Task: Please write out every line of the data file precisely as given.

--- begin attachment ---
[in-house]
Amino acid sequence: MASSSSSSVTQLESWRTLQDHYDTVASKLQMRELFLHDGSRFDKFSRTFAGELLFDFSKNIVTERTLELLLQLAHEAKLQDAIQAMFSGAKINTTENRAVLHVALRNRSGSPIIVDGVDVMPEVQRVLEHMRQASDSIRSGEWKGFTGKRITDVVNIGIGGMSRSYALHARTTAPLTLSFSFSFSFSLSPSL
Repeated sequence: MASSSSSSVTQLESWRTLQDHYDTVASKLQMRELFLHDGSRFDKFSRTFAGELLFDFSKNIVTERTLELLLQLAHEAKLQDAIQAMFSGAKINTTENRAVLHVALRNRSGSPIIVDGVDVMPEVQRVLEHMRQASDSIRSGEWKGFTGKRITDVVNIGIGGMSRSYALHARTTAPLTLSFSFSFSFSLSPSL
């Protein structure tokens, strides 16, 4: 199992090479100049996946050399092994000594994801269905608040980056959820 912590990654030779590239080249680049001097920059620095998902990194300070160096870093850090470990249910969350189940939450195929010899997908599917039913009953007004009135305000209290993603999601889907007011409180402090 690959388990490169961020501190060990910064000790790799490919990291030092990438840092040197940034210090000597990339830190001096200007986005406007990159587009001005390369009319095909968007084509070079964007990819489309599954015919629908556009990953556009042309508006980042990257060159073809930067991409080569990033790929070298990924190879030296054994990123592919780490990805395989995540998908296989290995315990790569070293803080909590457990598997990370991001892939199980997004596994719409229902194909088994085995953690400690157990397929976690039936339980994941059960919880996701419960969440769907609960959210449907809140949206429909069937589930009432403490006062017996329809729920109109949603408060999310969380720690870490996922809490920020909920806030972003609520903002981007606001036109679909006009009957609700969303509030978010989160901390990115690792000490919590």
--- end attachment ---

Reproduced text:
[in-house]
Amino acid sequence: MASSSSSSVTQLESWRTLQDHYDTVASKLQMRELFLHDGSRFDKFSRTFAGELLFDFSKNIVTERTLELLLQLAHEAKLQDAIQAMFSGAKINTTENRAVLHVALRNRSGSPIIVDGVDVMPEVQRVLEHMRQASDSIRSGEWKGFTGKRITDVVNIGIGGMSRSYALHARTTAPLTLSFSFSFSFSLSPSL
Repeated sequence: MASSSSSSVTQLESWRTLQDHYDTVASKLQMRELFLHDGSRFDKFSRTFAGELLFDFSKNIVTERTLELLLQLAHEAKLQDAIQAMFSGAKINTTENRAVLHVALRNRSGSPIIVDGVDVMPEVQRVLEHMRQASDSIRSGEWKGFTGKRITDVVNIGIGGMSRSYALHARTTAPLTLSFSFSFSFSLSPSL
């Protein structure tokens, strides 16, 4: 199992090479100049996946050399092994000594994801269905608040980056959820 912590990654030779590239080249680049001097920059620095998902990194300070160096870093850090470990249910969350189940939450195929010899997908599917039913009953007004009135305000209290993603999601889907007011409180402090 690959388990490169961020501190060990910064000790790799490919990291030092990438840092040197940034210090000597990339830190001096200007986005406007990159587009001005390369009319095909968007084509070079964007990819489309599954015919629908556009990953556009042309508006980042990257060159073809930067991409080569990033790929070298990924190879030296054994990123592919780490990805395989995540998908296989290995315990790569070293803080909590457990598997990370991001892939199980997004596994719409229902194909088994085995953690400690157990397929976690039936339980994941059960919880996701419960969440769907609960959210449907809140949206429909069937589930009432403490006062017996329809729920109109949603408060999310969380720690870490996922809490920020909920806030972003609520903002981007606001036109679909006009009957609700969303509030978010989160901390990115690792000490919590």